He pre­dicts the real es­tate in­dus­try soon will ex­pe­ri­ence an­other sig­nif­i­cant up swing and agents will be earn­ing high salaries in the next year or so be­cause of higher sale prices.

Most of the high-in­come earn­ers are se­nior and ex­pe­ri­enced staff but there are op­por­tu­ni­ties for young, mo­ti­vated work­ers to earn six-fig­ure salaries within five years of grad­u­at­ing, he says.

‘‘That’s not that un­com­mon and is look­ing to be more com­mon in years to come with the growth of the de­fence and re­sources sec­tor,’’ he says. ‘‘A high pro­por­tion of very se­nior per­son­nel are sourced in a global labour mar­ket . . . but then there’s an­other tier of work­ers who are not paid quite so much who have had a longestab­lished ca­reer work­ing lo­cally and worked their way up the ca­reer lad­der.

‘‘It’s true that in ac­coun­tancy and in se­nior fi­nan­cial roles, they can be quite young.’’

He says law and busi­ness ser­vices are other sec­tors which can pay young staff high salaries.

Work­ers who are uni­ver­sity ed­u­cated, with ex­pe­ri­ence and skills, tend to be paid more and be in the very se­nior roles which de­mand higher salaries, he says.

Stephanie Hor­lin-Smith, 28, is the gen­eral man­ager of Ade­laide bou­tique ac­com­mo­da­tion Clar­ion Ho­tel Soho.

She says there is money to be made in the ho­tel in­dus­try, par­tic­u­larly in ho­tel man­age­ment.

The most op­por­tu­ni­ties to earn a rich in­come in­volve work for large ho­tel chains and at fa­cil­i­ties with high star rat­ings, but small bou­tique ho­tels also of­fer well-paid work, she says.

‘‘The higher you move up, the higher the earn­ing po­ten­tial is . . . with any sort of man­age­rial role, you have the op­por­tu­nity to earn a high salary,’’ she says. ‘‘It’s a de­mand­ing job and it’s chal­leng­ing. ‘‘There is a lot rid­ing on their po­si­tion and they have a lot of re­spon­si­bil­ity.’’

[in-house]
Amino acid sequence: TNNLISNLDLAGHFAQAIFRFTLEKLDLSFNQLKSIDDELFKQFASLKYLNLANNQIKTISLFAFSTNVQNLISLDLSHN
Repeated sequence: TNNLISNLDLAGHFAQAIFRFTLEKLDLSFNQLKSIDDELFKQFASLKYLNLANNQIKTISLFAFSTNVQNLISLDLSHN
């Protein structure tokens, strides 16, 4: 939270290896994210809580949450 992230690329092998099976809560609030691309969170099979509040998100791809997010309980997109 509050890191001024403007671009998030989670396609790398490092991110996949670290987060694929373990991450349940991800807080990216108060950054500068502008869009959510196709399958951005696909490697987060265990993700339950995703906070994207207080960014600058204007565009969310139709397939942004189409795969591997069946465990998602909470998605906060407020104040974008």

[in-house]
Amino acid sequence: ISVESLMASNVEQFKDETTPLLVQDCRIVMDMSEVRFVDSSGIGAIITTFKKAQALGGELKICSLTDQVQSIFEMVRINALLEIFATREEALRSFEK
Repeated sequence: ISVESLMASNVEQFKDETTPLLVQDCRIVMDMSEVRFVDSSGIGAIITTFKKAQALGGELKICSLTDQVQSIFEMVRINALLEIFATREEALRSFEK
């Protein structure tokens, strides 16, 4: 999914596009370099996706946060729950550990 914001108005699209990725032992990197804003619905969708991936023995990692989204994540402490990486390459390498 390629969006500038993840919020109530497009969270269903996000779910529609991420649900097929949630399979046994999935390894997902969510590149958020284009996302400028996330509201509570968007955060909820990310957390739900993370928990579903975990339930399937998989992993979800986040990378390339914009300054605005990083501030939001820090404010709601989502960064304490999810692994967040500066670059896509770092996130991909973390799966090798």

She says many ho­tel gen­eral man­agers have trav­elled the world and worked over­seas, which adds to their ex­pe­ri­ence and there­fore the size of their pay cheque.

The Hays Salary Sur­vey re­veals spe­cialised and tech­ni­cal work, such as en­gi­neer­ing and in­for­ma­tion technology, pro­vides some of the high­est salaries be­cause of the lack of peo­ple with spe­cialised skills.

But fi­nance and busi­ness man­age­ment also pro­vides work­ers with large pay cheques.

High pay is one of the draw­cards to oc­cu­pa­tions which in­volve long hours, such as sur­geons and busi­ness ex­ec­u­tives.

Work­ers in ar­eas in which a skills short­age ex­ists, such as ge­ol­ogy, also get higher wages.

The sur­vey shows 87 per cent of busi­nesses in­creased the salary of their staff by up to 6 per cent in 2009.

The re­sources and in­for­ma­tion technology sec­tors in­creased their salaries the most, with 5 per cent and 12 per cent re­spec­tively of worker salaries in­creased by more than 10 per cent.


Clar­ion Ho­tel Soho gen­eral man­ager Stephanie Hor­lin-Smith, who says there is money to be made in the ho­tel in­dus­try.

The job rather than the money is what drew Sharon Gray, 41, to work in Ade­laide’s real es­tate in­dus­try. The Cocks Auld Real Es­tate agent and auc­tion­eer says there is the po­ten­tial to earn a high in­come in real es­tate as the salary is de­ter­mined by...